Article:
Wheat School: Phil Needham on creating wheat yield potential

What’s the yield potential for winter wheat in Ontario?

If you see 150 bu/ac pop up on a well-calibrated yield combine monitor in part of a field, that’s likely your upper-end yield potential, says agronomist Phil Needham of Needham AG Technologies. Typically, however, your monitor will flirt with that big yield number for only moments with the overall field averaging in the 100 bu/ac range.

Many farmers grow frustrated when they see fleeting glimpses of huge wheat potential, but Needham believes they need to view these sightings as opportunities to determine why yield differences occur across the field. At the CerealSmart conference earlier this winter, the Kentucky-based consultant shared his thoughts on the components of wheat yield and how growers can create higher yield potential throughout their fields.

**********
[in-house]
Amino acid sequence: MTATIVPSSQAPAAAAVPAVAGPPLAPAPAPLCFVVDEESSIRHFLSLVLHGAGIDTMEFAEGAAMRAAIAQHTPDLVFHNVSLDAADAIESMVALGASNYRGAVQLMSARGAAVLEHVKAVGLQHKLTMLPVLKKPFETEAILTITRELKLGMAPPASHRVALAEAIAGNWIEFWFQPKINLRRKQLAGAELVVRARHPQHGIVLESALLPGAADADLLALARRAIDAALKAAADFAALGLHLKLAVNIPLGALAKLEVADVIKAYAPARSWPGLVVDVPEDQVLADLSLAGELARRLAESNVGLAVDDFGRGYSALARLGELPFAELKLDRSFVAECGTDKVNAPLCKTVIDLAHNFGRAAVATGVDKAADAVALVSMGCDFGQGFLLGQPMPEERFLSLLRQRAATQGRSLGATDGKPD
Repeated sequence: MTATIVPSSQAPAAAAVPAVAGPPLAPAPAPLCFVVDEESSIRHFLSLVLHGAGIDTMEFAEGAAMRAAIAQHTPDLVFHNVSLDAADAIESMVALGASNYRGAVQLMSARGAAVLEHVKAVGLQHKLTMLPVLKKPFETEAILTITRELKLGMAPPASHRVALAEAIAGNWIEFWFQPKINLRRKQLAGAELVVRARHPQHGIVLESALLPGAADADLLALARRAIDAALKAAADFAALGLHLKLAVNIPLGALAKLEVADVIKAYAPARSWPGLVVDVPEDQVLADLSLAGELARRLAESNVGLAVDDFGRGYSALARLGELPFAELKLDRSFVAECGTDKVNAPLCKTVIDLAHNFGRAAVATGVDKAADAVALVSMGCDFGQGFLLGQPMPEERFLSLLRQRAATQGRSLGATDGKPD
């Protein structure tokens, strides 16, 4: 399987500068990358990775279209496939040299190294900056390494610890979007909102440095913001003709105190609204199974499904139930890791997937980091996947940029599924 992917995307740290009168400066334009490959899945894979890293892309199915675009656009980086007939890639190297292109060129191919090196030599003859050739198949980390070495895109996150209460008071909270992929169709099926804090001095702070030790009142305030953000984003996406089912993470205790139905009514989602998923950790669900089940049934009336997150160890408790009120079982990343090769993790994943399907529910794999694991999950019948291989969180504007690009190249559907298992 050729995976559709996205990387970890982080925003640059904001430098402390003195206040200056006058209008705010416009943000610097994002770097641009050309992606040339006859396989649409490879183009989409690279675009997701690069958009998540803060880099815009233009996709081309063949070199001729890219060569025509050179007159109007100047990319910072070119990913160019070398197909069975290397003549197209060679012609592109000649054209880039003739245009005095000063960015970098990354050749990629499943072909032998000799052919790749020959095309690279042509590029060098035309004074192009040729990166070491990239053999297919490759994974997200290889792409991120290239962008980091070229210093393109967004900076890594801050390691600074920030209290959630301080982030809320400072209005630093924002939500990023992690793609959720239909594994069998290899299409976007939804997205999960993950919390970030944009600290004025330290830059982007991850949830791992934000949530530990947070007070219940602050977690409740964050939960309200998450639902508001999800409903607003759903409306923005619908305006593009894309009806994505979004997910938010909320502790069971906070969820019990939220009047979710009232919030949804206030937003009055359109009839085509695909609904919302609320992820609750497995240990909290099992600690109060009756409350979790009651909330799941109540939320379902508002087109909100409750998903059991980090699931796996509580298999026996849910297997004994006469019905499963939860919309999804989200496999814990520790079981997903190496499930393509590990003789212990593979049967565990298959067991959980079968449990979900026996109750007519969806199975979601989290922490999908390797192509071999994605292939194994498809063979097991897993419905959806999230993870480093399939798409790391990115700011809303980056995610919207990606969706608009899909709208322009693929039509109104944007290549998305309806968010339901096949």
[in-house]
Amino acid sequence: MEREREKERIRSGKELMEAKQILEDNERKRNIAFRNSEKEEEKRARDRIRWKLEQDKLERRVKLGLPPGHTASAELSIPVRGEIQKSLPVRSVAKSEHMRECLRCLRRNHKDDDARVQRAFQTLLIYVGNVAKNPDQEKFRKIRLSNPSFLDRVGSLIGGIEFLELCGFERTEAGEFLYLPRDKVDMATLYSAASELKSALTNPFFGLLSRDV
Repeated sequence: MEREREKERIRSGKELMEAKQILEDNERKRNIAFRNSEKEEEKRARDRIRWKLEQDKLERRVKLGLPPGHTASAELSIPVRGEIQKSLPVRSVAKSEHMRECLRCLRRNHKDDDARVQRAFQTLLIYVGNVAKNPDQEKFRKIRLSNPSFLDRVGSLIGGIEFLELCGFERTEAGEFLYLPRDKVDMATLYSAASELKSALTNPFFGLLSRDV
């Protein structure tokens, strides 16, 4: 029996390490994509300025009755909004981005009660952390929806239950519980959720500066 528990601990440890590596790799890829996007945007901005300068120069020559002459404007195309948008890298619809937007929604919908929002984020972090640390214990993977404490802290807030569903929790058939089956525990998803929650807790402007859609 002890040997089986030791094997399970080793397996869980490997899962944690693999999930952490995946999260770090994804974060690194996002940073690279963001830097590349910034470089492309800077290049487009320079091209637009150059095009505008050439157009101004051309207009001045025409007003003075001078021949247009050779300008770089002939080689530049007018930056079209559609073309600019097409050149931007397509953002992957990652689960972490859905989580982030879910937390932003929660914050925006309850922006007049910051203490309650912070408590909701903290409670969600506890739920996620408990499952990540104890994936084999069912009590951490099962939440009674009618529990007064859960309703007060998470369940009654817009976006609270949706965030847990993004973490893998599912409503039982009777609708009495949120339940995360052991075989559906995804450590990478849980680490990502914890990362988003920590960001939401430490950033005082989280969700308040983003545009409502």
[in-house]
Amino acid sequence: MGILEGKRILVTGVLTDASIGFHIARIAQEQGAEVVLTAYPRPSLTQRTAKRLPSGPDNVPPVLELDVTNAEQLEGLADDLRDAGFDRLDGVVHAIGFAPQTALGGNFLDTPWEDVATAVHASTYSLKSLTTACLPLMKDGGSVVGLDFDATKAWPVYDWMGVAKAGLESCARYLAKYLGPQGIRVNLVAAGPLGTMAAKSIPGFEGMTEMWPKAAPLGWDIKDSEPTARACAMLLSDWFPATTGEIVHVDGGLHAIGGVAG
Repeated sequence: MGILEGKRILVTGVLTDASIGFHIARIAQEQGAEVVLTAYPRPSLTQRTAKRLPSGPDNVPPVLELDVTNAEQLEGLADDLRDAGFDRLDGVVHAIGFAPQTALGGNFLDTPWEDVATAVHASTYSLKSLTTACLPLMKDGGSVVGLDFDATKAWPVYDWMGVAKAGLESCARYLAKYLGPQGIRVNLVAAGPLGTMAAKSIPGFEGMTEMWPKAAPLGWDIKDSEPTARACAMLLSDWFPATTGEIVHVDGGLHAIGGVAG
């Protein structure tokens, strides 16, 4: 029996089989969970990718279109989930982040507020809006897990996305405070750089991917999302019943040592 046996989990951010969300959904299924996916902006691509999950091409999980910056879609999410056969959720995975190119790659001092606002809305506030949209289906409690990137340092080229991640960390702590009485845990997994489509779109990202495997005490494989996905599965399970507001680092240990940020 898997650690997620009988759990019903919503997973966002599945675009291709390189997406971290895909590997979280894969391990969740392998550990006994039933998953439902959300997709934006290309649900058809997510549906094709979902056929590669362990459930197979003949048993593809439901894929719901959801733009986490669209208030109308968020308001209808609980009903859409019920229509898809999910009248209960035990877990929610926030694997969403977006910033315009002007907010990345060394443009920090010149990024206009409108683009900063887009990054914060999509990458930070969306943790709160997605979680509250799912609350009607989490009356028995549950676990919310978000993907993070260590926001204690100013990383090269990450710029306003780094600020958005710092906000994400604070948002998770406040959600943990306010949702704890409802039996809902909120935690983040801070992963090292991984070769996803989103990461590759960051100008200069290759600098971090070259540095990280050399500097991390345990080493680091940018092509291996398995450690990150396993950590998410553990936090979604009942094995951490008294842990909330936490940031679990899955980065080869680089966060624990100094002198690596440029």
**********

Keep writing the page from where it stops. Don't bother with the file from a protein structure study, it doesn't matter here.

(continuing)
On this episode of RealAgriculture Wheat School, Needham says the next time growers find areas of the field that are above the average, he wants them to stop the combine for a minute, grab some flags and mark the area. When they have time to return the spot, the first thing to do is to count the stems to determine head count in the area. Needham says about 600 evenly distributed  heads per square metre, protected all the way to dry down with a good fungicide program will produce maximum yield in Ontario. (Story continues after the video.)

The challenge then, says Needham, is to determine what is happening in other areas of the field to siphon away yield. Is it a fertility problem, possibly low phosphorus? Is it a rolling field where nitrogen is limiting performance on hills and knolls? What about sulphur, disease, weeds and lodging? Needham says the poorer performance likely results from a combination of all of the above.

Needham also notes that spikelets per head and the number of grains per spikelet are key components of yield, but the most important factor is uniformity of stands and plant growth. Many times, the biggest challenge in creating those all-important uniform stands is managing the residue of the previous crop and spreading it evenly off the combine.

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